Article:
Feijoo repeats his offer to Pedro Sanchez

Feijoo turns to Pedro Sanchez once more

CANARYS VISIT: Alberto Nuñez Feijoo will request another meeting with Pedro Sanchez Photo credit: pp.es

Spain’s next government, whether Partido Popular blue or PSOE blue, needs the nationalist parties.

It’s going to be tricky enough for Pedro Sanchez who wants to repeat as president of the Spanish government.

He got there thanks to the nationalists in a no-confidence vote against Mariano Rajoy’s PP government in 2018.   He is still there after Catalans, Basques and Galicians lent him a hand and votes in 2019’s two general elections.

They helped Sanchez push through new legislation and their last huge favour – which he will have to pay for – was backing the PSOE’s candidate Francina Armengol as the new parliament’s Speaker.

If Sanchez survives an investiture, Spain will again have what the PP has derided as a Frankenstein government, a patchwork of – probably – the same parties that have assisted him in the past.

But spare a thought for the PP’s presidential candidate Alberto Nuñez Feijoo. The PP-Vox tandem have 170 seats in the national parliament between them and Feijoo can count on one more vote from the Union del Pueblo Navarro and another from Coalicion Canario.

And there it ends.

Feijoo has already been turned down by the PNV Basques and he would not in any case negotiate with EH-Bildu, which was once the political arm of the disbanded terrorist group ETA.

At one stage he even considered talking to Junts per Catalunya, the Catalan separatist party controlled from Belgium by Carles Puigdemont.

As the PP’s Institutional vice-secretary Esteban Gonzalez Pons said recently, Junts – a byblow of long-gone centre-right Convergencia i Unio – is a party “whose traditions and legality are not in doubt.”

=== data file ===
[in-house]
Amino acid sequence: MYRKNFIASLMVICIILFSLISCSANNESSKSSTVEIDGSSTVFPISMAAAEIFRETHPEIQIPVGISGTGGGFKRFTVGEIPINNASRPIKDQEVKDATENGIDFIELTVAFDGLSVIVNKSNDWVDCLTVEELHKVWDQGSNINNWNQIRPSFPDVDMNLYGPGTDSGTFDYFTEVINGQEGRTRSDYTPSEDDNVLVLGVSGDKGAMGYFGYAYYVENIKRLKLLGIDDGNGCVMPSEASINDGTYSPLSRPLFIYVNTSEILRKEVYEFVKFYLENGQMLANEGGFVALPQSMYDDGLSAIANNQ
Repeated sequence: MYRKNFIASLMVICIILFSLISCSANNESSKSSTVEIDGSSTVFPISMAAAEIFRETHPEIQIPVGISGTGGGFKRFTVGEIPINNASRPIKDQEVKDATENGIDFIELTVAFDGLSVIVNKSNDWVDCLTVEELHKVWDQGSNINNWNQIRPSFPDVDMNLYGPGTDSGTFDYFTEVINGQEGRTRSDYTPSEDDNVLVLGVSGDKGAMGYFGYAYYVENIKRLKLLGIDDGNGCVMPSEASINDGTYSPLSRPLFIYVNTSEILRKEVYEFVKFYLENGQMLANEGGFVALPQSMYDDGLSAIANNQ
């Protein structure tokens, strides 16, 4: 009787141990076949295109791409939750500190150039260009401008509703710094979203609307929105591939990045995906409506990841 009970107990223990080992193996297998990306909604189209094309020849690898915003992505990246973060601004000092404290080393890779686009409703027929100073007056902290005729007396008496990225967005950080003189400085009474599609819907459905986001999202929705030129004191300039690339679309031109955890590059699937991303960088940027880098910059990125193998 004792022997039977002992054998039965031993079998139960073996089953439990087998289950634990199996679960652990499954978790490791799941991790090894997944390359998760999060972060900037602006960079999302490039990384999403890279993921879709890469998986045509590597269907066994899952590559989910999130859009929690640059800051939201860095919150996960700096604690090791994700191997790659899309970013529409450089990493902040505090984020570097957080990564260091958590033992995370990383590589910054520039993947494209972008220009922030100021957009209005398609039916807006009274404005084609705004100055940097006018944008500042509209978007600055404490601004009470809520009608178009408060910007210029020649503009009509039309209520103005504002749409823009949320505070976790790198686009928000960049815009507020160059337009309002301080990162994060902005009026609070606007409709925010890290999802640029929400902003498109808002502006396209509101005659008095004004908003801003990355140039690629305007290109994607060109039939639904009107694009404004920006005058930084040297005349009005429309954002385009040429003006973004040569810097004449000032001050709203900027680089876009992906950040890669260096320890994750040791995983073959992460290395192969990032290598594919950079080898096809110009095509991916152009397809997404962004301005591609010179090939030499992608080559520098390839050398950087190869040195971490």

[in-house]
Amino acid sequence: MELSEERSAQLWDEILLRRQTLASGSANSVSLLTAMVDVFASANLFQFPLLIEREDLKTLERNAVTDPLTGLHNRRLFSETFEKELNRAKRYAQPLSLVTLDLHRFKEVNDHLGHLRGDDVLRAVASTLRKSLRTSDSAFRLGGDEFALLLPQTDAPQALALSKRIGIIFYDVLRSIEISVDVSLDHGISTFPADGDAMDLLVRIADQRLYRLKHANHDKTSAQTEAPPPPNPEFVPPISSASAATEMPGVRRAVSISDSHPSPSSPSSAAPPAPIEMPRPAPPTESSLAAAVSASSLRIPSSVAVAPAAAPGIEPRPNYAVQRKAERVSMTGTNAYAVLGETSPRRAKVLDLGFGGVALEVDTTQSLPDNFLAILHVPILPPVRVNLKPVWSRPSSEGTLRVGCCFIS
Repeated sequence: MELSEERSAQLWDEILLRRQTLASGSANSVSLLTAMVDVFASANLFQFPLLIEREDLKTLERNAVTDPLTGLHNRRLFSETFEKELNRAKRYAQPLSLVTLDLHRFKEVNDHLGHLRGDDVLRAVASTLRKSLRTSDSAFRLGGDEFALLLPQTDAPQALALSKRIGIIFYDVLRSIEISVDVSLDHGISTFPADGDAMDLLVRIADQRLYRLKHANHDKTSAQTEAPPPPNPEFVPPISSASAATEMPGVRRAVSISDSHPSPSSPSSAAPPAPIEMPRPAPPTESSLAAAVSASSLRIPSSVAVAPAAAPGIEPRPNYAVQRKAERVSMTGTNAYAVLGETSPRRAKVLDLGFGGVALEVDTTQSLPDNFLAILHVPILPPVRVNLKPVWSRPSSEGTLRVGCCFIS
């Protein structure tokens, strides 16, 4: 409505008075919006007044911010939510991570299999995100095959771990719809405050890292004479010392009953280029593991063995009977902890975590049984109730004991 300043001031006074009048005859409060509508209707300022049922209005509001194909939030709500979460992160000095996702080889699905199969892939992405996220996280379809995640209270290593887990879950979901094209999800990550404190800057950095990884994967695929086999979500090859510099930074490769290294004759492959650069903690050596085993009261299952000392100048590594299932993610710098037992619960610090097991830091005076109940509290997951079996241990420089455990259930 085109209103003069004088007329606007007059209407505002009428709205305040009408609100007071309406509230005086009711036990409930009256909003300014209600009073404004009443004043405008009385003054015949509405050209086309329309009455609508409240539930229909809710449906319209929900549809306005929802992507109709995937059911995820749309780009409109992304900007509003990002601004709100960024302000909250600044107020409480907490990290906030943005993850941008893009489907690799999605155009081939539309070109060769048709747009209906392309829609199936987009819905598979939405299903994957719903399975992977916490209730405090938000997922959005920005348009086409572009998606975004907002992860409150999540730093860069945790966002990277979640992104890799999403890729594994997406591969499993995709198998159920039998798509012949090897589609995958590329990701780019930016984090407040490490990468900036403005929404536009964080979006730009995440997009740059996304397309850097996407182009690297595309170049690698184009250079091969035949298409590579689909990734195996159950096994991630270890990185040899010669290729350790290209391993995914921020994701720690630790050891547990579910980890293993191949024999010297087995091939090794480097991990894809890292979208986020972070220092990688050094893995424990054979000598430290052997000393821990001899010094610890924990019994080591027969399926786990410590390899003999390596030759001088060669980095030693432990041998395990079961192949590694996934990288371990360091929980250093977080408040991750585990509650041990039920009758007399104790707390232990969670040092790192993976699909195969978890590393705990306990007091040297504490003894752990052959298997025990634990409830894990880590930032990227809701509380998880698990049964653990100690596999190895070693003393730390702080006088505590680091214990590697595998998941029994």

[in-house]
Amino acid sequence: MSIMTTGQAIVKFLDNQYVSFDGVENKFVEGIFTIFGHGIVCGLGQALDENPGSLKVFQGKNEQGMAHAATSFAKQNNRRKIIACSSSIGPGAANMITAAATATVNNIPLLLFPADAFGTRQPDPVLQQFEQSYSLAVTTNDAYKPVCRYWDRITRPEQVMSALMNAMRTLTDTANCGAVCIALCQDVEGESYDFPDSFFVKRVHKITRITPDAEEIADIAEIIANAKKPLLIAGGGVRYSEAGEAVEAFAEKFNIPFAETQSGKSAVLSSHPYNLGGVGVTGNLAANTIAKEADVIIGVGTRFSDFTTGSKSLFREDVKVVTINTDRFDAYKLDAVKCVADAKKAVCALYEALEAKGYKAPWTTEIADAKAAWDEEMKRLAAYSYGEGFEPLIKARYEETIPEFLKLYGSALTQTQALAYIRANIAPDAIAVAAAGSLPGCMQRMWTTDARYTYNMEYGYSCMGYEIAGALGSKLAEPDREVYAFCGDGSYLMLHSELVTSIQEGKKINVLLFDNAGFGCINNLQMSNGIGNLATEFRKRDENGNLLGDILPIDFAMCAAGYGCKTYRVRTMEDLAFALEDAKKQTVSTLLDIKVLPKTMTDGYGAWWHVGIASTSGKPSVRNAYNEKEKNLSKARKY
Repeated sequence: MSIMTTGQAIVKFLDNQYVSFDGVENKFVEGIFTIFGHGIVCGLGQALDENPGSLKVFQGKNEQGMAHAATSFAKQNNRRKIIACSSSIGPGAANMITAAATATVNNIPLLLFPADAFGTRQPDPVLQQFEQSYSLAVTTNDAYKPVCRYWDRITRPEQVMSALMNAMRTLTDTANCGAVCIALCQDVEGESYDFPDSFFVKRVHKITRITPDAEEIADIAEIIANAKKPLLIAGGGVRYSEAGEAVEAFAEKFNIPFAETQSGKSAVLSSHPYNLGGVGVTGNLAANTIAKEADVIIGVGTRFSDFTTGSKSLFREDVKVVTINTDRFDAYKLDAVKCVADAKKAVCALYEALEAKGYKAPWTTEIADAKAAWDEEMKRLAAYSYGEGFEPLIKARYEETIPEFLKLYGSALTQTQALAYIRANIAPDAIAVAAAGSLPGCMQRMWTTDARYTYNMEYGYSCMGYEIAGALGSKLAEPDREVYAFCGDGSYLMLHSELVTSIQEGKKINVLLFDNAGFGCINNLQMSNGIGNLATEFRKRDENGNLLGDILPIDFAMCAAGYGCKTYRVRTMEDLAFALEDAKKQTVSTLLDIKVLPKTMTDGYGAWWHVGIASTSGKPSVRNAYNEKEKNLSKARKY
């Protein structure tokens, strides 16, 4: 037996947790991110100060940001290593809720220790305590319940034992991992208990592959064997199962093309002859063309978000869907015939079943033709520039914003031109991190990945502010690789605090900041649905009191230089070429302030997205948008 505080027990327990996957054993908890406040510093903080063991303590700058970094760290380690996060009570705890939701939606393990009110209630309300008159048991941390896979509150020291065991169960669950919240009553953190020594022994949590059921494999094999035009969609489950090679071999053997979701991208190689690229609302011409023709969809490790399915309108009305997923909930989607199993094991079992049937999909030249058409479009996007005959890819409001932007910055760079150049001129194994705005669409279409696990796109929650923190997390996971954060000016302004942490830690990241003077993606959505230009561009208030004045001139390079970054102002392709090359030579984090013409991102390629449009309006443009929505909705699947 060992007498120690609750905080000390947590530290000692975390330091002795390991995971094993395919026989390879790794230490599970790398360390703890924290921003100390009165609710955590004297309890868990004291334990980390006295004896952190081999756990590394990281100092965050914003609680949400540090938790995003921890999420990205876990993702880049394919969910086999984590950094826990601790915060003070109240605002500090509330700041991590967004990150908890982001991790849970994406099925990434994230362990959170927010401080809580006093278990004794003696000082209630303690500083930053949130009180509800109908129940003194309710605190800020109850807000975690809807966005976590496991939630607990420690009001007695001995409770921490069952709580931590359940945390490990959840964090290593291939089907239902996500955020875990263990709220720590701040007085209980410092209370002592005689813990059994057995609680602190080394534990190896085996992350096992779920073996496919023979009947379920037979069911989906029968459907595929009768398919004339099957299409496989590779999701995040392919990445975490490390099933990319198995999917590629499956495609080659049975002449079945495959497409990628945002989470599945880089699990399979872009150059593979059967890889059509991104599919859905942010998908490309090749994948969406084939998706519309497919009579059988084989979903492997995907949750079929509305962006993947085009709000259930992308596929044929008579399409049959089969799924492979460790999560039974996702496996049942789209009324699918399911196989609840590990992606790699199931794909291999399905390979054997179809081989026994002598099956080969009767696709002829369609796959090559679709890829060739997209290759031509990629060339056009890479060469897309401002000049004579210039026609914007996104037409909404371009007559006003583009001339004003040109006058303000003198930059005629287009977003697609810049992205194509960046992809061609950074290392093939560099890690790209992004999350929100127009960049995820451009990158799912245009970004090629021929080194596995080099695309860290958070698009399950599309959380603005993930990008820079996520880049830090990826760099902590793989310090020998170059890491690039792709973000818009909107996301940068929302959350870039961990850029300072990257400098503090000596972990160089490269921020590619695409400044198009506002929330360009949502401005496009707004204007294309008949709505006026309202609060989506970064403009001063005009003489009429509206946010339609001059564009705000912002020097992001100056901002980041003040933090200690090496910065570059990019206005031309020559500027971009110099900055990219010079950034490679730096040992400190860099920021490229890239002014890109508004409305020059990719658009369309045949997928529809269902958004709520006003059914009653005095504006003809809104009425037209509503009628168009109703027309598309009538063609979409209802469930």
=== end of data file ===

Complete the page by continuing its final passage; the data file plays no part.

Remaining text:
In the end, Feijoo broke off contacts with the pro-independence party, even though a highly unlikely abstention from Junts would get him into the Moncloa Palace.

Matters were not helped when his own party objected to Feijoo’s suggestion that it was necessary to find a way of integrating Cataluña’s territorial problem.

This did not go down well with the PP in Cataluña, where party sources pointed out that Cataluña’s integration was “perfectly defined” in the Constitution.

“Strengthening the State in Cataluña, not dissolving it, is what is needed now,” the same sources argued.  “We can’t accept nationalist terms like integrate.”

PP sources later explained that Feijoo’s proposal was “nothing new” and was based on the premise that a Territorial Pact was necessary to ensure the smooth running of all the autonomous communities.

Aware that he has his work cut out for him with both nationalists and separatists, Feijoo has appealed to the PSOE’s better nature by suggesting another meeting with Pedro Sanchez to discuss a governability agreement between Spain’s two largest parties.

Feijoo announced during his September 6 visit to the Canary Islands that he would repeat his recent offer of a short two-year legislative term headed by the PP, while putting through six key State Pacts.

“But the PSOE does not want agreements with the PP.  It hasn’t wanted them anywhere in Spain,” he added, already aware of what Sanchez’s answer will be.

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Written by

Linda Hall

Originally from the UK, Linda is based in Valenca and is a reporter for The Euro Weekly News covering local news. Got a news story you want to share? Then get in touch at editorial@euroweeklynews.com.